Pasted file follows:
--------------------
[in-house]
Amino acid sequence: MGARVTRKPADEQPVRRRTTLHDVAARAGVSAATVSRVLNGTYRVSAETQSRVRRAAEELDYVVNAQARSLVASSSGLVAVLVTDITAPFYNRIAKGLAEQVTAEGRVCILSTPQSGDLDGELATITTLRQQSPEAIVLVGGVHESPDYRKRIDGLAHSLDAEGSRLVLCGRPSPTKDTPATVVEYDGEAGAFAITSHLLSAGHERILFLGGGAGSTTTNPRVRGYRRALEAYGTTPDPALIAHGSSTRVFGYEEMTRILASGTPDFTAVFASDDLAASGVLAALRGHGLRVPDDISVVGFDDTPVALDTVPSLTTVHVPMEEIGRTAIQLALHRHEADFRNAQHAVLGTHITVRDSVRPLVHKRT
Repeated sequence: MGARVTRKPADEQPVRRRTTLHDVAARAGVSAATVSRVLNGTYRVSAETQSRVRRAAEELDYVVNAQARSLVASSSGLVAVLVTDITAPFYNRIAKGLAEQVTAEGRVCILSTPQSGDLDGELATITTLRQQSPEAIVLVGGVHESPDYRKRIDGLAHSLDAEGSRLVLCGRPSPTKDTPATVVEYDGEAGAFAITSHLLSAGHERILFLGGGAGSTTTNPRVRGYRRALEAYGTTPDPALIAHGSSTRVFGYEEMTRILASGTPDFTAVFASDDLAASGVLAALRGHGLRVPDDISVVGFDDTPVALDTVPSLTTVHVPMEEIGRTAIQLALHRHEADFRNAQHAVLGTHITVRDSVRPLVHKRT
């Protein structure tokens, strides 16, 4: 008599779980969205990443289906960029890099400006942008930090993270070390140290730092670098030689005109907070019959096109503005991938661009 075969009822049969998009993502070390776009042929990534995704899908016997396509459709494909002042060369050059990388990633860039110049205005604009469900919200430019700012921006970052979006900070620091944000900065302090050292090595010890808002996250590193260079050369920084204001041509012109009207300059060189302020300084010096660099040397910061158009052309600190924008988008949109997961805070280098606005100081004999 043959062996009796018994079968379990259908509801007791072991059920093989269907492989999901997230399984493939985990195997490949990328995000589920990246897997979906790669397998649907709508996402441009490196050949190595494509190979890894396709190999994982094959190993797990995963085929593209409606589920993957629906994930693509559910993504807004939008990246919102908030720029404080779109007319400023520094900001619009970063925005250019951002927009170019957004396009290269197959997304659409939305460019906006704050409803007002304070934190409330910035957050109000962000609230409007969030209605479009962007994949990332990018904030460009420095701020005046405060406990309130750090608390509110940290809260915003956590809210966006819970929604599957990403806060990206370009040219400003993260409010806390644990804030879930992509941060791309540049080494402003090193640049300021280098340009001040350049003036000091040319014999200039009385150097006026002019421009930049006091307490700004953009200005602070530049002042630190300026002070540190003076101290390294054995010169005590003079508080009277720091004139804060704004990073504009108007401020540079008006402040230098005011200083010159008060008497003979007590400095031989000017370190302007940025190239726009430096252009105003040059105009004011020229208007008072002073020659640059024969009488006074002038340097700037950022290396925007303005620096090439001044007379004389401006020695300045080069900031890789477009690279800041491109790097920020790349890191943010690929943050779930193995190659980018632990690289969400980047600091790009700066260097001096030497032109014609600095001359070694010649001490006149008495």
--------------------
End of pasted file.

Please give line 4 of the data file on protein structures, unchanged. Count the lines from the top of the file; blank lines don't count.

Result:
């Protein structure tokens, strides 16, 4: 008599779980969205990443289906960029890099400006942008930090993270070390140290730092670098030689005109907070019959096109503005991938661009 075969009822049969998009993502070390776009042929990534995704899908016997396509459709494909002042060369050059990388990633860039110049205005604009469900919200430019700012921006970052979006900070620091944000900065302090050292090595010890808002996250590193260079050369920084204001041509012109009207300059060189302020300084010096660099040397910061158009052309600190924008988008949109997961805070280098606005100081004999 043959062996009796018994079968379990259908509801007791072991059920093989269907492989999901997230399984493939985990195997490949990328995000589920990246897997979906790669397998649907709508996402441009490196050949190595494509190979890894396709190999994982094959190993797990995963085929593209409606589920993957629906994930693509559910993504807004939008990246919102908030720029404080779109007319400023520094900001619009970063925005250019951002927009170019957004396009290269197959997304659409939305460019906006704050409803007002304070934190409330910035957050109000962000609230409007969030209605479009962007994949990332990018904030460009420095701020005046405060406990309130750090608390509110940290809260915003956590809210966006819970929604599957990403806060990206370009040219400003993260409010806390644990804030879930992509941060791309540049080494402003090193640049300021280098340009001040350049003036000091040319014999200039009385150097006026002019421009930049006091307490700004953009200005602070530049002042630190300026002070540190003076101290390294054995010169005590003079508080009277720091004139804060704004990073504009108007401020540079008006402040230098005011200083010159008060008497003979007590400095031989000017370190302007940025190239726009430096252009105003040059105009004011020229208007008072002073020659640059024969009488006074002038340097700037950022290396925007303005620096090439001044007379004389401006020695300045080069900031890789477009690279800041491109790097920020790349890191943010690929943050779930193995190659980018632990690289969400980047600091790009700066260097001096030497032109014609600095001359070694010649001490006149008495």